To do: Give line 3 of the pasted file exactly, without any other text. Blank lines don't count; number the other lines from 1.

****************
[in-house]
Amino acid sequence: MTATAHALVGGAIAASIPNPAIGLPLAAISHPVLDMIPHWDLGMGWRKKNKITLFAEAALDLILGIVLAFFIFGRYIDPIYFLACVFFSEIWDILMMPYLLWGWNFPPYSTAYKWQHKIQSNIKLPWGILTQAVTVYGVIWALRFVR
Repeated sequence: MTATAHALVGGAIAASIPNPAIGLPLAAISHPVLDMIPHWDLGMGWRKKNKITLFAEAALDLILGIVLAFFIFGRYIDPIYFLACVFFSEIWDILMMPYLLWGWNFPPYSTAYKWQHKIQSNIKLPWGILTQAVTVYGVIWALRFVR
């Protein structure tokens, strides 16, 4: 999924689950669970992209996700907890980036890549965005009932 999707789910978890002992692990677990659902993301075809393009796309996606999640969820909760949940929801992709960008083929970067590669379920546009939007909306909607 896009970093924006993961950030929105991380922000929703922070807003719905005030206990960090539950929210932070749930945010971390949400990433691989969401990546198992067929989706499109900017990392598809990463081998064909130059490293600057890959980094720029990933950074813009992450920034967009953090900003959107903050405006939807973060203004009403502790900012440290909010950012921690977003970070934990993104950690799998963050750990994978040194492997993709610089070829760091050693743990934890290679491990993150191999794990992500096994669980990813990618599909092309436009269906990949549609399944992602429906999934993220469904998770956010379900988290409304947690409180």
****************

Repeated sequence: MTATAHALVGGAIAASIPNPAIGLPLAAISHPVLDMIPHWDLGMGWRKKNKITLFAEAALDLILGIVLAFFIFGRYIDPIYFLACVFFSEIWDILMMPYLLWGWNFPPYSTAYKWQHKIQSNIKLPWGILTQAVTVYGVIWALRFVR